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Melopsittacus undulatus

Psittaciforme Order – Psittaculidae Family

Length : 18 cm
Weight : 22-32 g

LONGEVITY: Up to 15 years

Budgerigar is a small Australian parrot which survived in this continent for over five million years.  
Both sexes are similar.
Adult has brownish upperparts barred black and yellow on nape, neck, upper back and wings. Upper wings show broad yellow wing bar, and dark greenish flight feathers. Rump is bright green. Graduated tail is greenish-blue, with outer tail feathers displaying oblique yellow bands in their centre. Tail is narrow and pointed.
Underparts are bright green. Tail is yellowish-green. Under wings are bright green with dark greenish flight feathers and conspicuous yellow stripe across flight feathers. 
On the head, forehead and face are yellow. Ear coverts are barred as back. We can see some small violet-blue spots on lower cheeks, and black spots across the throat.
In both sexes, bill is olive-horn to olive-grey, but male has blue cere, whereas female has brown cere in breeding plumage, and paler to white in non breeding. Male and female have white eyes, and grey-blue legs and feet.

Budgerigar has swift flight. When in flocks, they perform erratic flights in tight formation. They turn and twist at the same time, and glide on down curved wings.

Budgerigar can breed at any time of the year, but mainly when food resources such as seeds, are abundant. Budgerigar can breed after heavy rainfalls because grass growth is more important.
They breed in large colonies and are monogamous. They are cavity nesters, but they nest in pre-existing cavities in logs or trees. We can find several nests on the same branch. Interior is filled with decayed wood dust, droppings too, and soft materials. Female chooses the nest-site.
Female lays between 4 and 12 eggs. Incubation lasts about 18 to 20 days, by female. Male feeds her during this period. Chicks are fed by both parents until they fledge, about 3 to 4 weeks after hatching. Young can breed at about 6 months of age.
This species often produces several broods in succession.

Budgerigar feeds mainly on seeds of grasses and crop plants. It first extracts the seed from the shell, and swallows it whole or broken. It regularly drinks during the day.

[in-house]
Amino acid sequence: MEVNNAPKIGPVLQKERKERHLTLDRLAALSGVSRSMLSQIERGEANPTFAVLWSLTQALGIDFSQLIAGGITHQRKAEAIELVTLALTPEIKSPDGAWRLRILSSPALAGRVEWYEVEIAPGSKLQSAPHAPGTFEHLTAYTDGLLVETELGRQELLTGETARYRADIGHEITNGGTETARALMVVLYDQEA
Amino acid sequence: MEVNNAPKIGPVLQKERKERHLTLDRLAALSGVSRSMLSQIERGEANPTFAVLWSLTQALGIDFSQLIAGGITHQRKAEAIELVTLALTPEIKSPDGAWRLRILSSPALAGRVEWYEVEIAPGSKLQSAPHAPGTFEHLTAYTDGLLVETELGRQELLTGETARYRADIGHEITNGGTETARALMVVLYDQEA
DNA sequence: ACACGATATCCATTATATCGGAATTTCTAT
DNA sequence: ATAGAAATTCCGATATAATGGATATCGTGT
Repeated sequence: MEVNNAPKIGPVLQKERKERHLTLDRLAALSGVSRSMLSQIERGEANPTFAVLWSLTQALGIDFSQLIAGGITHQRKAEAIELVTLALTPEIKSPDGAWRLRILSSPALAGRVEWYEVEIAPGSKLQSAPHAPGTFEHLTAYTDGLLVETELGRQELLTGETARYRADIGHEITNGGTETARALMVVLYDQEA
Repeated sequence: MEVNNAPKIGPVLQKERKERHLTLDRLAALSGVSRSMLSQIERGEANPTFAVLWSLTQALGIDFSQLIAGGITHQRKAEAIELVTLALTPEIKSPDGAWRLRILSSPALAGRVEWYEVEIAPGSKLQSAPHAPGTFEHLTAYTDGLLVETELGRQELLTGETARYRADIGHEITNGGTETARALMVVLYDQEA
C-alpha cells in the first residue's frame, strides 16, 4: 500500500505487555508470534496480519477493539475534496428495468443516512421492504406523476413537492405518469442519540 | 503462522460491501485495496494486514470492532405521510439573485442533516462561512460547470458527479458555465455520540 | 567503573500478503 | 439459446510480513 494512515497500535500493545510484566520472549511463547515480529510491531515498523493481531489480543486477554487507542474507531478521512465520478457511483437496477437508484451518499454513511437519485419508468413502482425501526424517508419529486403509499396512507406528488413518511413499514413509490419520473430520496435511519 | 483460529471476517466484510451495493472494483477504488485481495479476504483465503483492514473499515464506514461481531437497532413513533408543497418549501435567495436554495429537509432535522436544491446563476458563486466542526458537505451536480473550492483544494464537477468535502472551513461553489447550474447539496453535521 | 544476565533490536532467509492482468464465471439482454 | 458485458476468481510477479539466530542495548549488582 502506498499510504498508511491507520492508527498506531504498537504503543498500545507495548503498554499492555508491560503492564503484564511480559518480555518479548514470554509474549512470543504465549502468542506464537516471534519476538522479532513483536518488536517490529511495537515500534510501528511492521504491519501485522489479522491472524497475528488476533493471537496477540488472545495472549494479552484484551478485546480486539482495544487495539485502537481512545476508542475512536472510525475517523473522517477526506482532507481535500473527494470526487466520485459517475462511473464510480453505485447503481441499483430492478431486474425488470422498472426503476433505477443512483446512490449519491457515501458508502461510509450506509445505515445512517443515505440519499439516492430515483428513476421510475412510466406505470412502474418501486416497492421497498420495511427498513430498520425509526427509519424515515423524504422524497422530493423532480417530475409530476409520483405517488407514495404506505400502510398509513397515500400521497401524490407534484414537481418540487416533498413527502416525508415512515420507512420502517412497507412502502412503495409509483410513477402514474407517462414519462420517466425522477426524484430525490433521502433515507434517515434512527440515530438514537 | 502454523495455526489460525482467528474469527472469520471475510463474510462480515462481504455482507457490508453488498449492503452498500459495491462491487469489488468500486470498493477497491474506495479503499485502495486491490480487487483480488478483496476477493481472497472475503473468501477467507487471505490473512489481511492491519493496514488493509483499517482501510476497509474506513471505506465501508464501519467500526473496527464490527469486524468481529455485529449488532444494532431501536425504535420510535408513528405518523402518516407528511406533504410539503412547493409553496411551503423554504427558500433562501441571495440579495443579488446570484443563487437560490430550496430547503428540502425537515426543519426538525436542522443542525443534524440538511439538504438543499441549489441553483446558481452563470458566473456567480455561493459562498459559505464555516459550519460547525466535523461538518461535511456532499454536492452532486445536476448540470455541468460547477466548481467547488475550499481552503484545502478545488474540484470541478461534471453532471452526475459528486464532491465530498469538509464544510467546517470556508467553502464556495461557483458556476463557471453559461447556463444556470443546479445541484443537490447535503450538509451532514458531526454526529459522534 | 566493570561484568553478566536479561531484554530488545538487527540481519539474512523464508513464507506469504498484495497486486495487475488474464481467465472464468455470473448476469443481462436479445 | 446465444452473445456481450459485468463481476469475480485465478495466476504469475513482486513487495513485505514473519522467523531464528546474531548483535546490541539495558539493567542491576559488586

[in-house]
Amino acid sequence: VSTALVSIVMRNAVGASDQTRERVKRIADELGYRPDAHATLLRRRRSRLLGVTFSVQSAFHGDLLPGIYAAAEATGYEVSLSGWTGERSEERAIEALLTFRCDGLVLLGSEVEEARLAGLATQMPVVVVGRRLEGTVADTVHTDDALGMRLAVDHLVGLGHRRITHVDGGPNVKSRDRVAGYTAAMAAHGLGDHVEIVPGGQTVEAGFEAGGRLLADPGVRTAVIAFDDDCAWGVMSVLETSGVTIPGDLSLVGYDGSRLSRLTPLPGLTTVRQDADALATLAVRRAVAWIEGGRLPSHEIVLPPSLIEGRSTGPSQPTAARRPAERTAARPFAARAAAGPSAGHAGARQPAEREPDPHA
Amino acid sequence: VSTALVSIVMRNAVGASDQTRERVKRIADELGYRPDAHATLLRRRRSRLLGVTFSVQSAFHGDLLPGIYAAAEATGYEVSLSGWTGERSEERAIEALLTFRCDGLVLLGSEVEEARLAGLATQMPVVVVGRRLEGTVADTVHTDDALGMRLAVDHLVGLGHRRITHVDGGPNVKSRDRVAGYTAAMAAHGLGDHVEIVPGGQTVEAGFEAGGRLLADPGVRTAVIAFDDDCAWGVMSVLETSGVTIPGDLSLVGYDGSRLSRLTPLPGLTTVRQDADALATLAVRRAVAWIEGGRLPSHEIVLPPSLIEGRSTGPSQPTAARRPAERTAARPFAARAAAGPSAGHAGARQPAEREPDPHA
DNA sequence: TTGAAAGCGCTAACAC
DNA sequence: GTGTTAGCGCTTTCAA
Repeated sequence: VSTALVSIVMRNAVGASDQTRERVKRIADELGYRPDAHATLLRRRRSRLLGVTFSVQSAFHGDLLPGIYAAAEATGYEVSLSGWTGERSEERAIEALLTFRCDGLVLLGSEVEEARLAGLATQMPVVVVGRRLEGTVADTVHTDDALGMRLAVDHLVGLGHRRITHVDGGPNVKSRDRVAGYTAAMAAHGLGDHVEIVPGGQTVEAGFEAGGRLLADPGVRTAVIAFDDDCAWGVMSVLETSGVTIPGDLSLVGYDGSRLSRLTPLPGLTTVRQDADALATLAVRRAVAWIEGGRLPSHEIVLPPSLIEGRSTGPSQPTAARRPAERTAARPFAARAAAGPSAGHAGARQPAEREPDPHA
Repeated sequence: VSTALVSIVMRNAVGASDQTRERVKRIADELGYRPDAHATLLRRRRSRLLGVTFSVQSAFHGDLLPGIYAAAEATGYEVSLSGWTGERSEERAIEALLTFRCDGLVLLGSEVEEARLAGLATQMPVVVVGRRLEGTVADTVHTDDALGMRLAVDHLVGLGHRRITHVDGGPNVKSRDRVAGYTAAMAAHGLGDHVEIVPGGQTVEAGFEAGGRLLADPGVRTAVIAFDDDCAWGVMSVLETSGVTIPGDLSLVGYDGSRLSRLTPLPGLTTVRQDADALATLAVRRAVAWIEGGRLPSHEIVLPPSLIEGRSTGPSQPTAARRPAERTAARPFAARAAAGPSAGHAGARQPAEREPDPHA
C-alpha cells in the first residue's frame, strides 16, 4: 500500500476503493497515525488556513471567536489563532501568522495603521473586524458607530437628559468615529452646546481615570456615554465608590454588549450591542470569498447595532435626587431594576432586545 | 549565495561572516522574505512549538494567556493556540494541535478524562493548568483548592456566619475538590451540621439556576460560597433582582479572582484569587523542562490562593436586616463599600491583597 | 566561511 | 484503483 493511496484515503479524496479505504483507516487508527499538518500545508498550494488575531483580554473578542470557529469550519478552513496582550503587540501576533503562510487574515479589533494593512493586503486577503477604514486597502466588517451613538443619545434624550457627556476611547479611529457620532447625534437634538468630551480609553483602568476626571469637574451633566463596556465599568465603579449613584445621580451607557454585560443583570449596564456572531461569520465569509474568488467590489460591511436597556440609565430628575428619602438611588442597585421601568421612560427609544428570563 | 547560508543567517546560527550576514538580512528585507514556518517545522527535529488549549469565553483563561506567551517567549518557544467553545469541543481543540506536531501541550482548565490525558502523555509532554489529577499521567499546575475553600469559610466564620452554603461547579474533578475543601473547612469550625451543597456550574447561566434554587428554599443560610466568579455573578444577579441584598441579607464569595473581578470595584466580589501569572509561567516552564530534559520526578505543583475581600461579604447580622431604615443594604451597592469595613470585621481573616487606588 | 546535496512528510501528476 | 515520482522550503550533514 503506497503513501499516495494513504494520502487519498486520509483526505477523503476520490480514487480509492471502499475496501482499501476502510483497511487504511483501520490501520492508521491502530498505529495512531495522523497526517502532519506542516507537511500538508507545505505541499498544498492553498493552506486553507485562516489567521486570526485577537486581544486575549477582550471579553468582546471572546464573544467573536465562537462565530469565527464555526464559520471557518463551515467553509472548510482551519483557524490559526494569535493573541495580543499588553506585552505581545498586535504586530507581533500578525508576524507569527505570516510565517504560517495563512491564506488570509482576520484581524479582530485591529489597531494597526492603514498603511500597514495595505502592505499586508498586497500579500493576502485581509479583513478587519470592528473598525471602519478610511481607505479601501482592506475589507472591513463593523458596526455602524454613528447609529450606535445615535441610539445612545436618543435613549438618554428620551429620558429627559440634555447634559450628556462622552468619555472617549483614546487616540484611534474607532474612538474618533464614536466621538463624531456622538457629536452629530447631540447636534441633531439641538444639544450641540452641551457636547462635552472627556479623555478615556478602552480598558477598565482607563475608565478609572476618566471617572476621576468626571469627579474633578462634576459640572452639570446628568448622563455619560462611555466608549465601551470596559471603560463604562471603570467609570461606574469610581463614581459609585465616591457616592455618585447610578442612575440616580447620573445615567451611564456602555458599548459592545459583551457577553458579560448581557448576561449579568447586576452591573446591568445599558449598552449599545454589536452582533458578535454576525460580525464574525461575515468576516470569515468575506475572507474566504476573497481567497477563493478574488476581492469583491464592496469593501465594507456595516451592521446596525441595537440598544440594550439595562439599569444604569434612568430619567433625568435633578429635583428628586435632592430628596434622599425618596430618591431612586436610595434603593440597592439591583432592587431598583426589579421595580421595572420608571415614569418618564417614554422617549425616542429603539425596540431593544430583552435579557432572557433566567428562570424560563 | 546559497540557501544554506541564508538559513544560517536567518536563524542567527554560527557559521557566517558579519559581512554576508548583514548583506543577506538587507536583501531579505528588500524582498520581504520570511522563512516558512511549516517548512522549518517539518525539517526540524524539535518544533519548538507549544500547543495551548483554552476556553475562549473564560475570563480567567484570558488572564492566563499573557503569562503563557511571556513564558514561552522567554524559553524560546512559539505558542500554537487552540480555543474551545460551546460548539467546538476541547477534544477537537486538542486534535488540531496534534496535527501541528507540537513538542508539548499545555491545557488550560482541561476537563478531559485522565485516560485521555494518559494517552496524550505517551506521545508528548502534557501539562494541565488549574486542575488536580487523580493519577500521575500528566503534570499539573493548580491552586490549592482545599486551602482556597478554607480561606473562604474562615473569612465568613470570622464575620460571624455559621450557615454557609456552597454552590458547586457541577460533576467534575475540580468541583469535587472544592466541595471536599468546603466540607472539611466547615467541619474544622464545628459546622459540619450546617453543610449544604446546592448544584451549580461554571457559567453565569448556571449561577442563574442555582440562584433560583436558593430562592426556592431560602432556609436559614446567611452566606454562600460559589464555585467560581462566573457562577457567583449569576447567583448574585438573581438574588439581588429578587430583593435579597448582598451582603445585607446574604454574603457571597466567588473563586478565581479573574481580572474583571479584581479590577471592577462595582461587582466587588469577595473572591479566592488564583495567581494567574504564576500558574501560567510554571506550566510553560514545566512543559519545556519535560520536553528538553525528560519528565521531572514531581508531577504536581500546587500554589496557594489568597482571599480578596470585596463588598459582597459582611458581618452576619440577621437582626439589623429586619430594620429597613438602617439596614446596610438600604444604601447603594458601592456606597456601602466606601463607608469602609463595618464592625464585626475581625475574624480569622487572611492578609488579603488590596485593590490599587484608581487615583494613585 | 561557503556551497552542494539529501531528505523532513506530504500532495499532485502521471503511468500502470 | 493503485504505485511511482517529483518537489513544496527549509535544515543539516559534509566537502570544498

Budgerigar is common in its range. It is very appreciated as pet for its numerous qualities, and she breeds well in captivity.

Photo by Patrick Ingremeau

Text by Nicole Bouglouan


HANDBOOK OF THE BIRDS OF THE WORLD volume 4 by Josep del Hoyo, Andrew Elliot and Jordi Sargatal – LYNX EDICION – ISBN 8487334229

PARROTS OF THE WORLD – An Identification Guide – by Joseph M. Forshaw – Princeton University Press – ISBN 0691092516

Avibase (Lepage Denis)

Animal Diversity Web (University of Michigan Museum of Zoology)

Birds in backyards (Birds Australia and Australian Museum)


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Summary Cards


Juvenile is duller than adults. Throat shows indistinct black spots or lacks them. The yellow forehead is finely barred with blackish-brown. Eyes are dark brown. Tail can be shorter. Cere of the bill is pinkish-brown. It reaches its adult plumage at about 3 to 4 months of age.
There are very numerous mutations, classified in 4 basic groups: Albinism; Dilution; Leucism; Melanism.

Budgerigar utters a warbling “chedelee…chedelee…chedelee” as contact call. Alarm call is a harsh “squaa-aack…squaa-aack”. It also utters sharp chattering.
In captivity, Budgerigar can speak and whistle tunes. Both male and female sing.

Budgerigar lives in open habitats, in semi-arid and arid areas. It can be found along ephemeral watercourses, often in eucalypts, with grassy ground providing its preferred seeds. It also frequents farmlands, parks and gardens.

Budgerigar lives in Australia, mainly inland. We find feral population in Florida, US, since 1940s. But this population is declining little by little, due to weather conditions. 

Budgerigar is very gregarious and gathers in large flocks in feeding areas. These flocks can comprise up to 100 birds or more, sometimes thousands. They forage on the ground for seeds in the morning and late afternoon. They rest during midday in hot weather. If weather is cooler, they feed all the day, coming sometimes to waterholes.
Budgerigar can alight on water surface. It is able to float with outspread wings raised above the body. They take off from water by beating wings against the surface.
At night, Budgerigar sleeps at communal roost, and departure at sunrise to feeding areas is very noisy. At the end of the day, they stunt and call loudly by flocks around the trees, before to come back to nighttimes’ roosts